Generally, “[c]ourts have wide discretion to manage their own dockets.” Reed v. Rhodes, 179 F.3d 453, 471 (6th Cir. 1999); and see In re Univ. of Mich., No. 19-1636, 2019 U.S. App. LEXIS 25304, at *6, ___F.3d.___(6th Cir. Aug. 23, 2019) (“Congress has given district courts great control over their dockets. After all, the modern federal district judge faces a challenge-she must balance administering just and lawful outcomes with the need to move cases along.”)

         Owusu’s objection on a non-dispositive pretrial matter will only be granted if he can show that “any part of the order [ ] is clearly erroneous or is contrary to law.” Fed.R.Civ.P. 72(a); see 28 U.S.C. § 636(b)(1)(A). “Clear error will be found only when the reviewing court is left with the definite and firm conviction that a mistake has been committed.” Max Trucking, LLC v. Liberty Mut. Ins. Corp., 802 F.3d 793, 808 (6th Cir. 2015) (citing Anderson v. City of Bessemer, 470 U.S. 564, 573 (1985)).

         Owusu argues that the Order is “contrary to law” and “highly prejudicial” because “in almost verbatim fashion, the [M]agistrate [J]udge adopted the defendants’ arguments that plaintiff failed to exhaust administrative remedies without carrying their ‘high burden’ of persuasion in their summary judgment motion.” (ECF No. 198, PageID.4156.) Owusu’s argument is conclusory and does not identify a clear error committed by the Magistrate Judge requiring that the Order be set aside. The Order was well within the Magistrate Judge’s discretion to manage the docket in this case. Therefore, this objection is overruled.

         B. Objections to R&R

         Next are Owusu’s objections to the R&R. For the reasons set forth below, his objections are overruled.

         i. Legal Standard for Objections on Dispositive Motions

         A party may object to a magistrate judge’s report and recommendation on dispositive motions, and a district judge must resolve proper objections under a de novo standard of review. 28 U.S.C. § 636(b)(1)(B)–(C); Fed.R.Civ.P. 72(b)(1)–(3). “For an objection to be proper, Eastern District of Michigan Local Rule 72.1(d)(1) requires parties to ‘specify the part of the order, proposed findings, recommendations, or report to which [the party] objects’ and to ‘state the basis for the objection.’” Pearce v. Chrysler Group LLC Pension Plan, 893 F.3d 339, 346 (6th Cir. 2018). Objections that restate arguments already presented to the magistrate judge are improper, Coleman-Bey v. Bouchard, 287 F. App’x 420, 422 (6th Cir. 2008) (citing Brumley v. Wingard, 269 F.3d 629, 647 (6th Cir. 2001)), as are those that are vague and dispute the general correctness of the report and recommendation. Miller v. Currie, 50 F.3d 373, 380 (6th Cir. 1995).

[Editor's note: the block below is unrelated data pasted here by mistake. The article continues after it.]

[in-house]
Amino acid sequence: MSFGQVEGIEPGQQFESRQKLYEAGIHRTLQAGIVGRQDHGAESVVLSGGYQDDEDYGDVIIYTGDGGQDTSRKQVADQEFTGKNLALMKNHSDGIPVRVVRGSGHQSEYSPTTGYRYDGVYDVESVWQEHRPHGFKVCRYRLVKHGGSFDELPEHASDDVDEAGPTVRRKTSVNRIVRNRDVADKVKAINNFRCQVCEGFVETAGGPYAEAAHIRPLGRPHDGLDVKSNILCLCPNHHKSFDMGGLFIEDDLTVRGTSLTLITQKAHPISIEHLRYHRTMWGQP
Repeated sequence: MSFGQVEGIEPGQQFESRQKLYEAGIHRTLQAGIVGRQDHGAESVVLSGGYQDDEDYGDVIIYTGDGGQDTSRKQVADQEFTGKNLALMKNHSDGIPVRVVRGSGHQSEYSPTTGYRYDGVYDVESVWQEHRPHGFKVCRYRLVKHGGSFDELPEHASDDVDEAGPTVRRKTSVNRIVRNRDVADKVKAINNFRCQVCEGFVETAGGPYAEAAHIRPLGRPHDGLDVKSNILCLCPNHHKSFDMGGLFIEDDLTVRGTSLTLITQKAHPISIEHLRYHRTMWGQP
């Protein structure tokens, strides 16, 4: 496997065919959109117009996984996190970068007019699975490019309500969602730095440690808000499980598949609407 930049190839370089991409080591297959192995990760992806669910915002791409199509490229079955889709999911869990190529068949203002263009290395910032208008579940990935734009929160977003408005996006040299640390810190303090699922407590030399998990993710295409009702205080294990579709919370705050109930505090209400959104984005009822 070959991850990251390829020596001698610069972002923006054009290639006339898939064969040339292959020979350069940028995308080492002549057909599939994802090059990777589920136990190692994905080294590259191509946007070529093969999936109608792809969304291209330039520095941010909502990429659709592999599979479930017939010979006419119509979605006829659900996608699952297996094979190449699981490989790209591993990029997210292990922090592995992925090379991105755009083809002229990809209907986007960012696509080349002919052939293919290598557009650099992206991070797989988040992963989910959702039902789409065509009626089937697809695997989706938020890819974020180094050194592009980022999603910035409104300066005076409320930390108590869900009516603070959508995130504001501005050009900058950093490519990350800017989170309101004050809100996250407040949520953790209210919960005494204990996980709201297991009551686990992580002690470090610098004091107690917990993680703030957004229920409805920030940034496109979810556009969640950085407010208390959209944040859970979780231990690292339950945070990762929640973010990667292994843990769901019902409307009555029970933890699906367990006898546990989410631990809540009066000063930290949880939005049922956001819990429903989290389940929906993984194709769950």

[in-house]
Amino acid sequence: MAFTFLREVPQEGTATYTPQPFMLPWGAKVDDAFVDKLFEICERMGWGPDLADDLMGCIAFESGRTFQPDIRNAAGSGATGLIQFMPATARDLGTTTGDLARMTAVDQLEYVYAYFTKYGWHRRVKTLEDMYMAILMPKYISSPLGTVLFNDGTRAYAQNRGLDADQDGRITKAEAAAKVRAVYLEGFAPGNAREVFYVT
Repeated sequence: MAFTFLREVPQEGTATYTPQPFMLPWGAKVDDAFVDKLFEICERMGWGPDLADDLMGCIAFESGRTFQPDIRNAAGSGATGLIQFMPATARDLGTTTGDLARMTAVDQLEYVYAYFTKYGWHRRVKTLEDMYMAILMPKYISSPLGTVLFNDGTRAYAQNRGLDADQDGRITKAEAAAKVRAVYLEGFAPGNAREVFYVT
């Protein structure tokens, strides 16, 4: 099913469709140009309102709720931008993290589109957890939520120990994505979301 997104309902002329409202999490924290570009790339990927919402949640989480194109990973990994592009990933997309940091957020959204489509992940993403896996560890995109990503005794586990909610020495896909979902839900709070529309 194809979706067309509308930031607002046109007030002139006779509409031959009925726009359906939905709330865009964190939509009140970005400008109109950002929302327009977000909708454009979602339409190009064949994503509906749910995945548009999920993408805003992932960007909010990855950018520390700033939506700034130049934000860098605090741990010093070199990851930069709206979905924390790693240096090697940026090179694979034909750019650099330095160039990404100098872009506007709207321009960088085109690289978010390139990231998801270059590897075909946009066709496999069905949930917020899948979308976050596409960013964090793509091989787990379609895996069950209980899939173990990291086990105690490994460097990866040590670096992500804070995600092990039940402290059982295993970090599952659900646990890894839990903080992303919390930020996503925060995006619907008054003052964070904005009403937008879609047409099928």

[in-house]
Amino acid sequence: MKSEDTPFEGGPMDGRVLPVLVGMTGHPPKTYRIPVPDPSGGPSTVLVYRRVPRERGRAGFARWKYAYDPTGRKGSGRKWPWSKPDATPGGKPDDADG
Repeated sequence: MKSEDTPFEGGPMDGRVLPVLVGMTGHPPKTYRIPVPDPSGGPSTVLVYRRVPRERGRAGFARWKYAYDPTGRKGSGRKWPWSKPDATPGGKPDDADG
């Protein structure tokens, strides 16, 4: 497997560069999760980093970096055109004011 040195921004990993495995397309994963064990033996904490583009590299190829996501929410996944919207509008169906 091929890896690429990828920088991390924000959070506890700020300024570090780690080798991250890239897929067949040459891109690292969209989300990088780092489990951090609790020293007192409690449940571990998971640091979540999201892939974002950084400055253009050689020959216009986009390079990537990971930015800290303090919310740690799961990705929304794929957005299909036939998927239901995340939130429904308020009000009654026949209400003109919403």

Moreover, objections must be clear so that the district court can “discern those issues that are dispositive and contentious.” Id. (citing Howard v. Sec’y of Health and Human Servs., 932 F.2d 505, 509 (6th Cir. 1991)); see also Thomas v. Arn, 474 U.S. 140, 147 (1985) (explaining that objections must go to “factual and legal” issues “at the heart of the parties’ dispute”). In sum, Owusu’s objections must be clear and specific enough to permit the Court to squarely address them on the merits. See Pearce, 893 F.3d at 346. Because Owusu is self-represented, the Court will construe his objections liberally. See Boswell v. Mayer, 169 F.3d 384, 387 (6th Cir. 1999) (“Pro se plaintiffs enjoy the benefit of a liberal construction of their pleadings and filings.”).

         ii. ...